Comprehensive exams are only offered during the spring semester. Comprehensive exams are generally taken in areas the student has had a seminar or a research methodology course. Candidates must initiate contact with faculty members of their choosing to determine if the instructor will serve as first reader for the exam. One other faculty member must agree to accept the role of second reader for each exam. The first reader and the candidate should agree on a topic area for the exam and determine an appropriate reading list for the candidate to review in preparation for the exam.

All exam dates are predetermined by the graduate director and are scheduled the evening of the week that corresponds to the day the comprehensive exam “class” (COMM 896) is scheduled. All students taking comprehensive exams in a given semester take them at the same time, from 6 to 10pm. While scheduled dates will vary depending on holidays and breaks during the semester, the first examination date often occurs about the fourth week of the semester, the second date occurs about the eighth week in the semester, and the third date occurs about the 12th week of the semester. A makeup exam date is scheduled for exams missed due to documented emergency or illness, or to rewrite parts of exams that are deemed not passing. 

The department piloted take-home comprehensive exams in spring 2015. The graduate committee is developing timelines and guidelines for this.

Signatures on the University’s Proposal for Culminating Experience Forms must be obtained and filed in Graduate Studies the semester before the comprehensive exams are taken. After the form is filed the candidate enrolls in COMM 896 to take the exams.

Proposal for a Creative Work Project

This option for a culminating experience is designed for research interests of substance and disciplinary relevance that can most appropriately be expressed in a creative form.
The process again begins with the candidate completing a written proposal of approximately 15 pages and establishing a committee and chair. A minimum of two faculty members is required for a creative project committee, and a maximum of five is allowed.

The proposal typically includes some variation of the following sections:

  1. Statement of the topic or purpose of the project
  2. Rationale for the creative work project option
  3. Review of related literature
  4. Design for the project, procedures and timetable
  5. Bibliography of references
  6. Protocol Approval Form for Human Subjects and IRB packet (if applicable)

After the supervising committee has accepted the written proposal, a meeting of the committee and candidate will be held to determine a plan for completing the project and to sign the respective forms that must then be filed. The candidate also must enroll in COMM 894.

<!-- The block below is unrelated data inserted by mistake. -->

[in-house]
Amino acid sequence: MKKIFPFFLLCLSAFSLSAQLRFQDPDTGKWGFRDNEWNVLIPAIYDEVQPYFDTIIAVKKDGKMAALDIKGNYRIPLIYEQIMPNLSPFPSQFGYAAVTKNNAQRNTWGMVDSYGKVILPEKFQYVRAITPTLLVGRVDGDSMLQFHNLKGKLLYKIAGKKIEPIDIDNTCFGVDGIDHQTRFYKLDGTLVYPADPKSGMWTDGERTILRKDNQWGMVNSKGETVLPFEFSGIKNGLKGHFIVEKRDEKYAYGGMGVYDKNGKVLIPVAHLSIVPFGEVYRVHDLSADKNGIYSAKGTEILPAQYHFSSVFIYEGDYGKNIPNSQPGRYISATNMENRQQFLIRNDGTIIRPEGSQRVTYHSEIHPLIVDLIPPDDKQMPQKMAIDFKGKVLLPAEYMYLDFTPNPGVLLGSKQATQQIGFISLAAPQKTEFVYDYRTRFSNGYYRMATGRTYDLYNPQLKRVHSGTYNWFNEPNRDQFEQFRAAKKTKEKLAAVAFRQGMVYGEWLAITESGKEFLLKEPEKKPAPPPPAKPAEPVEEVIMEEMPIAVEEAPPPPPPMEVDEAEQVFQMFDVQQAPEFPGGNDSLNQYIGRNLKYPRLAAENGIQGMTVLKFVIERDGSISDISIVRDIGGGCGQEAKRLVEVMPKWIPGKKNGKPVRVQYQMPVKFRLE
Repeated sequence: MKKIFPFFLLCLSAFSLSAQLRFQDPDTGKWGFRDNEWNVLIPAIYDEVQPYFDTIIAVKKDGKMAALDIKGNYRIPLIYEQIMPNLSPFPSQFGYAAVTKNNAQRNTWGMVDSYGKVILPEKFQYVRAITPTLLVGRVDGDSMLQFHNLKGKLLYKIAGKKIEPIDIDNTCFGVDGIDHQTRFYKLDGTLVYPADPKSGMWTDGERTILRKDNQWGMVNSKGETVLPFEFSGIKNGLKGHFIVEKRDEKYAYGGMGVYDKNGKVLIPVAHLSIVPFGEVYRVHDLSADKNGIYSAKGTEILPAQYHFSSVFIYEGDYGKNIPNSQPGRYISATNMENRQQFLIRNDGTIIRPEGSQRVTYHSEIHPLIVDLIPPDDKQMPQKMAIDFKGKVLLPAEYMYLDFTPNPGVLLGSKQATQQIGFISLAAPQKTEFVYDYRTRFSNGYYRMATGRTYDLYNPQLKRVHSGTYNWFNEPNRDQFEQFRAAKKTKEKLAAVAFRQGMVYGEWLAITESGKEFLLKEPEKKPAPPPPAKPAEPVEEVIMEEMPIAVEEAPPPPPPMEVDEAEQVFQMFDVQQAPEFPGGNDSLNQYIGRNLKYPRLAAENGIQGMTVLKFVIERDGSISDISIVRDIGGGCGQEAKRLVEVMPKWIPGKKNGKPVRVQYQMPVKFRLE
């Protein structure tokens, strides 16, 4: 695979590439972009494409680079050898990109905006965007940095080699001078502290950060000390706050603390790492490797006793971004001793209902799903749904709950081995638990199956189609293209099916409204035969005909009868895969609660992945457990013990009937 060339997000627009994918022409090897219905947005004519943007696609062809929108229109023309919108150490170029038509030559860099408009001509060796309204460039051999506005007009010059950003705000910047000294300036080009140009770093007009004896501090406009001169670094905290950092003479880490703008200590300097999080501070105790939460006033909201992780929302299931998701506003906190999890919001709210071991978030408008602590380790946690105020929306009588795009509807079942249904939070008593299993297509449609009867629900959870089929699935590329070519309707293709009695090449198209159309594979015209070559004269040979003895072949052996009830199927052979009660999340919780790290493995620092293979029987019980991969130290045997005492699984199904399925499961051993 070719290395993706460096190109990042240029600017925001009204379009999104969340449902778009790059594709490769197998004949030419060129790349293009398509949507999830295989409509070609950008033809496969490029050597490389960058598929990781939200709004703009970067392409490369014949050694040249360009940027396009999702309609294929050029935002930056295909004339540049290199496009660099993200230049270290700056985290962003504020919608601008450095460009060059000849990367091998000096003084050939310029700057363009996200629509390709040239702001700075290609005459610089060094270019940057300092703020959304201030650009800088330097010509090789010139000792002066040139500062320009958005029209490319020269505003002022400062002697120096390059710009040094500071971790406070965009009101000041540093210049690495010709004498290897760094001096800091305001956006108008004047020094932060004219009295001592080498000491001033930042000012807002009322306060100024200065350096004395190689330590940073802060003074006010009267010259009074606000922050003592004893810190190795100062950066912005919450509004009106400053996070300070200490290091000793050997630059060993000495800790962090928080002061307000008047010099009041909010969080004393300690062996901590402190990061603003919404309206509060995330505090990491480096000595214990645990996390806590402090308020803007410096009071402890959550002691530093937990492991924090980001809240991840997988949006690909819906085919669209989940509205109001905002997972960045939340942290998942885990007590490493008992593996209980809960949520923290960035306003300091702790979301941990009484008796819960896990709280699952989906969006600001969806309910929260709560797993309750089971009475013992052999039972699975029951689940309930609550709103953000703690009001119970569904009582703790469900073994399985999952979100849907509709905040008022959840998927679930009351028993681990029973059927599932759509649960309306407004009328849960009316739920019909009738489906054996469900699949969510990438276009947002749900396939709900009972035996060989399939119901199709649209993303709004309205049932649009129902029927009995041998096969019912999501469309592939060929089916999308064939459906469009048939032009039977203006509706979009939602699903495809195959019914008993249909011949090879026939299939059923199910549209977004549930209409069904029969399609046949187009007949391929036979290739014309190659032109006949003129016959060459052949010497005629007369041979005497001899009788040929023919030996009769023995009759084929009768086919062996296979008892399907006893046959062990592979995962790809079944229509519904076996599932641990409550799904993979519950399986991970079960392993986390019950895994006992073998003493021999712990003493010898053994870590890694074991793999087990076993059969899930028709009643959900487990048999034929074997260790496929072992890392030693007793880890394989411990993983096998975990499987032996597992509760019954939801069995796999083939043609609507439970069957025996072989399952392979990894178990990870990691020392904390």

Proposal for a Master’s Thesis

The candidate initiates contact with selected faculty who might agree to chair or serve as a member of the candidate’s supervising committee. A minimum of two faculty is required for a thesis committee, and a maximum of five is allowed. Whether working with faculty or independently, the candidate prepares a written thesis proposal.

Typically, a thesis proposal is approximately fifteen pages in length and includes some variation of the following sections:

  1. Statement of the problem or rationale for the study, questions to be investigated or hypotheses
  2. Review of related literature
  3. Methods and procedures
  4. Projected outline and timetable
  5. Bibliography of references
  6. Protocol Approval Form for Human Subjects and IRB packet (if applicable)

After the supervising committee has accepted the written proposal, a meeting of the committee and candidate will be held to determine a plan for completing the thesis and to sign the respective forms that must then be filed. The candidate also must enroll in COMM 898.

Completing the Culminating Experience

To successfully complete a culminating experience, candidates must plan carefully their respective timetables. By fully completing the proposal process during one semester, then enrolling in the appropriate class (COMM 896, COMM 894 or COMM 898) the following semester and devoting one’s full attention to the completion of the culminating experience during that term, candidates typically may expect to complete their work in one or two regular semesters. Summer completion of COMM 894 or COMM 898 is possible only through special arrangements with the supervising committee. COMM 896 is ONLY offered in the Spring semester.

Completing Written Comprehensive Examinations